My point to all this is not to extol the superiority of Des Moines as a city or to praise the environmental impacts of renewable energy. It is to say that perhaps Democrats have been going about the promotion of renewable energy all wrong.  Forget chest beating and yelling “everyone must be green.”  That is a position not everyone believes and using it means the people you want to persuade have already stopped listening.  Instead, talk about how renewable energy reduces costs, promotes self-sufficiency and is what consumers and businesses want.  The side benefit of environmental protection shouldn’t even be mentioned. 

There’s nothing wrong with telling someone what they want to hear . . . if it’s true.

A LAWYER’S GUIDE TO ADDRESSING CLIMATE DISRUPTION

Posted on February 14, 2019 by John C. Dernbach

Co-authored by Michael B. Gerard

Recent scientific reports by the U.S. Global Change Research Program and the Intergovernmental Panel on Climate Change depict the present and future consequences of climate disruption in increasingly urgent terms.  At the same time, according to a new poll, record numbers of Americans believe that climate change is real, that it is human caused, and that it affects them personally. 

But there is good news.  It is possible for the U.S. to dramatically reduce greenhouse gas emissions.  We also have the legal tools to do the job—more legal tools, and a greater variety of tools, than we may have imagined. 

In 2014 and 2015, the Deep Decarbonization Pathways Project (DDPP)  published a technical report and a policy report on deep decarbonization in the United States—reducing U.S. greenhouse emissions by at least 80% by 2050.  The DDPP is a global effort to assess the technological and economic feasibility of deep decarbonization in 16 countries representing 74% of the world’s greenhouse gas emissions.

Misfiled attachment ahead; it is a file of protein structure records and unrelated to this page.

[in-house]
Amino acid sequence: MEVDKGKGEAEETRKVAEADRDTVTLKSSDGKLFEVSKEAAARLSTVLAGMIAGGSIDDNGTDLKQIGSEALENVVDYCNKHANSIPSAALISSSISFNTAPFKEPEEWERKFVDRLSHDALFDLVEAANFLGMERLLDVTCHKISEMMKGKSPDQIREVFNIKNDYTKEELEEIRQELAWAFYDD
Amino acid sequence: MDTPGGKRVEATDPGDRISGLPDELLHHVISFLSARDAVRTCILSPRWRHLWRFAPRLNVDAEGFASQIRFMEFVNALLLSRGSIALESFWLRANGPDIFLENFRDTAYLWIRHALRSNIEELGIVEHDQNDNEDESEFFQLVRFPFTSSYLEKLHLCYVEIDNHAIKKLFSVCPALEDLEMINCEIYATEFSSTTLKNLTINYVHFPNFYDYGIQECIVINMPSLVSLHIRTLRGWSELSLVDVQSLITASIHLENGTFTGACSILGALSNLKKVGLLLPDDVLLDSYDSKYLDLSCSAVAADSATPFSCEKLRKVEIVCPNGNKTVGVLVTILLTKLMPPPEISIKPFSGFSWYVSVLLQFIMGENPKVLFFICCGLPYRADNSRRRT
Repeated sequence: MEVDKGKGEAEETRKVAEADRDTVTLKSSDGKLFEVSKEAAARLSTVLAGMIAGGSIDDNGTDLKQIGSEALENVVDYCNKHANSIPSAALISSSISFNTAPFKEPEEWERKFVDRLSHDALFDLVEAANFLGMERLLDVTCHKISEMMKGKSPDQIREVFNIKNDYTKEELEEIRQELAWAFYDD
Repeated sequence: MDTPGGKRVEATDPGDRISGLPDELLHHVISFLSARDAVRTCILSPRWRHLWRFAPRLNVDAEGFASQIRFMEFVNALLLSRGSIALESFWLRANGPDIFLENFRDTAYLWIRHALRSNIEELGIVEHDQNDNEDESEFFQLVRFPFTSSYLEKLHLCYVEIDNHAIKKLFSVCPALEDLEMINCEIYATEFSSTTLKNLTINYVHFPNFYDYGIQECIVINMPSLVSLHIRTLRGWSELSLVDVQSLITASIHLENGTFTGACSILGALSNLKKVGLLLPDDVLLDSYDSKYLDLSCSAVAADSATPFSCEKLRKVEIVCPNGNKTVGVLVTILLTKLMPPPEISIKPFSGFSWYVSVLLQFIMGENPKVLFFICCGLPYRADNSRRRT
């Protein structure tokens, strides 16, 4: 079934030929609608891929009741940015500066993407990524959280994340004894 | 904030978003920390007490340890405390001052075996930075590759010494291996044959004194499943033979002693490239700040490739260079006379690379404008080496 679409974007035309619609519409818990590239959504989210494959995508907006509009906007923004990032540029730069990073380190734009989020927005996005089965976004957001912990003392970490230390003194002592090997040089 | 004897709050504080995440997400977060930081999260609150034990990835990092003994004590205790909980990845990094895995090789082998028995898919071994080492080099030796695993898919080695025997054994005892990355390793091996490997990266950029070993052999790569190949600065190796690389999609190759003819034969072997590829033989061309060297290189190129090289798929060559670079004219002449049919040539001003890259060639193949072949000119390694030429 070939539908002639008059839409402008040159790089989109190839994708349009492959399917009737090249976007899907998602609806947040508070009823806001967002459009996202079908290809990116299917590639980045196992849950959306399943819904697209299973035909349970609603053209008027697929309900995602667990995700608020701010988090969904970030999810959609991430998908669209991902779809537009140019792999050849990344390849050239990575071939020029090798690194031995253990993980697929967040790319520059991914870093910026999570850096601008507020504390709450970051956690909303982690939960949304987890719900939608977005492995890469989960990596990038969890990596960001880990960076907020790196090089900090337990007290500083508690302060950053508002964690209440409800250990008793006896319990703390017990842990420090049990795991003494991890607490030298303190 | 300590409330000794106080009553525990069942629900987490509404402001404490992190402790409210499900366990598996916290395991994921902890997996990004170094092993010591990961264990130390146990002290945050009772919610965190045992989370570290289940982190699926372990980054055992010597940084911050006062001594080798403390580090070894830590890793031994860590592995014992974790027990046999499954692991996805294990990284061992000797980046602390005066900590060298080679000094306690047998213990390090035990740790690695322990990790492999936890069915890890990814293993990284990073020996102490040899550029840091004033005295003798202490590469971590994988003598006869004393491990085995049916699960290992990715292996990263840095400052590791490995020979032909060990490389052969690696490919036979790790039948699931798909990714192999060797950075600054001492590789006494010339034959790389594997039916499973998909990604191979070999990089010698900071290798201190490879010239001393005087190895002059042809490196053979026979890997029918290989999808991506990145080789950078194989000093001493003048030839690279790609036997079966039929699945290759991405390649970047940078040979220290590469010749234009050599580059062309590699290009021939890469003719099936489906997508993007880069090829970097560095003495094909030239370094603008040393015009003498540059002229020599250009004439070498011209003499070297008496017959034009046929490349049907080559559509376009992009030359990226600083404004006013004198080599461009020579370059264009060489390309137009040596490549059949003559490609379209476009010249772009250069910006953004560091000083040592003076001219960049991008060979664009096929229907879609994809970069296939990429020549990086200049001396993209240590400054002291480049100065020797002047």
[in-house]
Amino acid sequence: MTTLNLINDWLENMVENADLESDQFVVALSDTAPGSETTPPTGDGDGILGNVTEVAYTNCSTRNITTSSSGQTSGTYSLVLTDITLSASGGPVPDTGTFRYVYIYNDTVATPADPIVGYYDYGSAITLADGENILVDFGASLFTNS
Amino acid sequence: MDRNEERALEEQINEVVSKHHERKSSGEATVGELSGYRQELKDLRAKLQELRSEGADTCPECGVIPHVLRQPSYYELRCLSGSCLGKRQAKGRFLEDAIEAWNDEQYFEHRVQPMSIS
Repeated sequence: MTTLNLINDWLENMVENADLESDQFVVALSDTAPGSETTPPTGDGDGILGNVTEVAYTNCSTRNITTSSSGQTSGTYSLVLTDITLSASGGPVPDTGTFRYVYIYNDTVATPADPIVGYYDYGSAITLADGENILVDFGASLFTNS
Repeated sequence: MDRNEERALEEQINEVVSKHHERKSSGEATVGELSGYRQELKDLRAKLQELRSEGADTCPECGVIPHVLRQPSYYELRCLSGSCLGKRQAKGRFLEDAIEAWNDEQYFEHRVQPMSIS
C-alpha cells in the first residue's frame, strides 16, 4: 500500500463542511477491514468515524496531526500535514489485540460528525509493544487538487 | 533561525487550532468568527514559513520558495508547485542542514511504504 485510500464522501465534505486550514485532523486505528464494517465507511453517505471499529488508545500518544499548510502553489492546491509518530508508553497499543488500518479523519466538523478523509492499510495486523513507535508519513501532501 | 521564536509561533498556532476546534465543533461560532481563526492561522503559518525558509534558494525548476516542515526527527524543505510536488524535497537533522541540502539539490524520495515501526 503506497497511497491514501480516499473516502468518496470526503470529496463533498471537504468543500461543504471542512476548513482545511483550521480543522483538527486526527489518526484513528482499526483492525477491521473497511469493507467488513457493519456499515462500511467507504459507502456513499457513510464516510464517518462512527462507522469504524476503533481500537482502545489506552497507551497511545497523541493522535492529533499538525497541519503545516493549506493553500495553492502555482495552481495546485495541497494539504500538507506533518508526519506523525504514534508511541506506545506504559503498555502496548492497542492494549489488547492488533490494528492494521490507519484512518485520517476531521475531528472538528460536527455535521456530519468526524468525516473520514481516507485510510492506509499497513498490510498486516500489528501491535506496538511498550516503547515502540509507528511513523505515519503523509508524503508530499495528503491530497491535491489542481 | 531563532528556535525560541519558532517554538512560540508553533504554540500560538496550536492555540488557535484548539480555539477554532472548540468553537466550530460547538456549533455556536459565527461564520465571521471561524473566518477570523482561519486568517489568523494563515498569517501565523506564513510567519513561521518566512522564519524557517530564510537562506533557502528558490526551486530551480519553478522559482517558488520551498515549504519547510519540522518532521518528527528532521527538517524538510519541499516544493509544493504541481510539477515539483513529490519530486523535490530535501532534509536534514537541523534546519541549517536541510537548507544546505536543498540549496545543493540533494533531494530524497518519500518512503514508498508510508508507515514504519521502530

The U.S. reports conclude that “it is technically feasible” for this country to reduce its greenhouse gas emissions by 80% from 1990 levels by 2050.  They also conclude that the cost of this effort would only be one percent of U.S. gross domestic product, not including the many benefits that would come from doing so.   

Enormous changes would be required to achieve this level of reduction, the reports said.  The U.S. would more than double the efficiency with which energy is used.  Nearly all electricity would be carbon free or use carbon capture and sequestration.  Electricity production would also need to double because gasoline and diesel fuel for transportation, and oil and natural gas used for space heating and cooling and water heating, would be mostly replaced by electricity.  

These reports do not, however, discuss what legal tools would be necessary to achieve these outcomes.  In response, in late 2015, we began planning an edited volume to comprehensively analyze and explain the various laws that could be employed, building on the DDPP reports. The resulting book, Legal Pathways to Deep Decarbonization in the United States is being published by the Environmental Law Institute Press in March.  You can order a copy here.  In 35 chapters authored by 59 experts, adding up to 1,200 pages, the book identifies more than 1,000 federal, state, local, and private legal tools for deep decarbonization.   

To get the key messages of the book to the broadest possible audience, ELI has also published a Summary and Key Recommendations volume.  This book includes a thumbnail summary of each chapter, key recommendations by chapter, and a separate listing of recommendations organized by actor.  You can download this book here without charge.